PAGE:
• The Canadian Responsible Investment Association (RIA) reported that firms responsible for managing $3.2 trillion CAD in assets engaged in “responsible” investing by the end of 2019 – over 60% of the Canadian investment industry.
  • The Canadian Standard writing Association (CSA Group) established a working group to develop a green/transition taxonomy for Canada, with final recommendations expected during the first half of 2021.
  • The Bank of Canada joined the NGFS in March of 2019 and identified climate risk as a key systemic vulnerability.

For individual companies, we can look at many recent actions and commitments of several large pension funds, banks and asset managers. For example, Caisse de depot et placement du Quebec (CDPQ), the second largest pension plan in Canada with assets of $309.5 billion CAD in assets as of the end of 2018. In 2017, they released their investment strategy to address climate change, which outlined their approach including increasing their low carbon investments by 50% by 2020 and reducing their carbon footprint by 25% per dollar invested by 2025. Similarly, numerous Canadian non-financial companies have also committed to reducing their carbon footprint, as well as incorporating sustainability considerations into their future decisions. One such example is Suncor Energy, a large oil and gas company, has a stated target of reducing its greenhouse gas emissions intensity of the production of oil and petroleum products by 30% by 2030, and is also a supporter of the TCFD recommendations.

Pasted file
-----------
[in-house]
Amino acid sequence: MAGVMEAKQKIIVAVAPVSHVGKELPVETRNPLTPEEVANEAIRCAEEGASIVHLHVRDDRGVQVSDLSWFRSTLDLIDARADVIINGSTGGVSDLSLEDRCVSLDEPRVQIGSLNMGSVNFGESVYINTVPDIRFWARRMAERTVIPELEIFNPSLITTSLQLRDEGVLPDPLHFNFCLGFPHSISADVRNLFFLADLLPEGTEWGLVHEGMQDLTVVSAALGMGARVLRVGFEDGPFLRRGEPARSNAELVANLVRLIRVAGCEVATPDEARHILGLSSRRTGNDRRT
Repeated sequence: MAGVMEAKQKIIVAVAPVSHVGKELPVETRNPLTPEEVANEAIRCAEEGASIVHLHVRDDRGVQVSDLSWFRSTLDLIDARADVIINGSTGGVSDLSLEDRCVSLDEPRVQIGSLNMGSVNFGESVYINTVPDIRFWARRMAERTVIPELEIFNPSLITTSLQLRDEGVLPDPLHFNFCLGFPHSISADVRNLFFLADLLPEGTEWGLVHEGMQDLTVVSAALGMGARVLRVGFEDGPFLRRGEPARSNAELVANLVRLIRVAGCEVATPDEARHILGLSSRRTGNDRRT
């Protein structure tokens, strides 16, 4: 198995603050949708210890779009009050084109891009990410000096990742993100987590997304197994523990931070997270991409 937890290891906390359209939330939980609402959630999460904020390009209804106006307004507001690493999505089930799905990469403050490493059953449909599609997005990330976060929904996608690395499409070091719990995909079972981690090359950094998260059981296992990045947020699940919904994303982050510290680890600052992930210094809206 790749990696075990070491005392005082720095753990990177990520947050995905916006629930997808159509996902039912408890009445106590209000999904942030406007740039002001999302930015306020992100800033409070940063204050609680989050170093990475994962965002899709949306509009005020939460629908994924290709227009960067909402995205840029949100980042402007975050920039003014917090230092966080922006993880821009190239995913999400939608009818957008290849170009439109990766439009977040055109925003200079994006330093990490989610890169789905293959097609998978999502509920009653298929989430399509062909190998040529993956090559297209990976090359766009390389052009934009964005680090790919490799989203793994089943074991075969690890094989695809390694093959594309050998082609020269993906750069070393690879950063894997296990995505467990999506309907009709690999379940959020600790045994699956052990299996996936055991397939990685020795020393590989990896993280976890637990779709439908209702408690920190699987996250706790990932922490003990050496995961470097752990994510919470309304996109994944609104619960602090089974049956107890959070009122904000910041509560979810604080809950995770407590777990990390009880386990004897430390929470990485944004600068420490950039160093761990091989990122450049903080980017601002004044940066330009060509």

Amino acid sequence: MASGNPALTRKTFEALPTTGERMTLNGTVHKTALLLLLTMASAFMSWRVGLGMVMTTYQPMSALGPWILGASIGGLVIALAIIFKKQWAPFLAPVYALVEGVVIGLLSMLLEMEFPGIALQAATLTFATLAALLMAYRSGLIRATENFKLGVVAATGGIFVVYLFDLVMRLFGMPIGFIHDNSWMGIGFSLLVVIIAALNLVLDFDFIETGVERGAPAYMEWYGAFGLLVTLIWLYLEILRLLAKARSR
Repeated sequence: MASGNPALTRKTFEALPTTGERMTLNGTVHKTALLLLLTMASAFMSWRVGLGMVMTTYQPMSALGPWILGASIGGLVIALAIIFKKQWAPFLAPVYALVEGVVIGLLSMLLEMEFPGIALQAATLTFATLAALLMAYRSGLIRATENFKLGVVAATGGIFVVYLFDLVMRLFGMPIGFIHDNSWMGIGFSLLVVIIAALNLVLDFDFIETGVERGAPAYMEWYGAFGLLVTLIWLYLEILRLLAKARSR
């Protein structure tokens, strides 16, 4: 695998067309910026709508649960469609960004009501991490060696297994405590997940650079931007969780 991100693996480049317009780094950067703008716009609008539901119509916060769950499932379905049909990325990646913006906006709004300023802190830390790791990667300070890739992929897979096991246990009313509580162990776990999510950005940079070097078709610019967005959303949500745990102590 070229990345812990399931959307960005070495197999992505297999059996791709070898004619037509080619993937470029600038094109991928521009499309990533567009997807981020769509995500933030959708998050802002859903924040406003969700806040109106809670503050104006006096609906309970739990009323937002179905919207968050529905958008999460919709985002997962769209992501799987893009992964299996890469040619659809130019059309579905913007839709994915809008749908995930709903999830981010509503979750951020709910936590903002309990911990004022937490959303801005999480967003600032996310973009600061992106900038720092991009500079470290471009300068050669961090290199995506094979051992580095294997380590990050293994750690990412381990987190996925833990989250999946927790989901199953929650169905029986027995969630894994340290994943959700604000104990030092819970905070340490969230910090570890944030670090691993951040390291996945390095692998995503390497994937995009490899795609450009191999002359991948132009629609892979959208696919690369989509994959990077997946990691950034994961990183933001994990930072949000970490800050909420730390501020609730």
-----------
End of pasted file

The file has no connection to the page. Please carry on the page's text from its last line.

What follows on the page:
What's the outlook for Canadian investors and issuers?

As we increasingly experience the physical impacts of climate change, we will experience the financial impacts as well. The challenge for Canada is: how do we tap into unprecedented global investment opportunities while protecting Canadian assets, investors, and firms from risk in the context of climate change?

We need to grow and harness our capacity now if we want to captain our own ship through one of the most significant global economic transitions in history. The only way to do this is by investing in the research, education, professional training, and collaboration necessary to lift our current generation of professionals to the next level, while preparing an emerging generation to lead.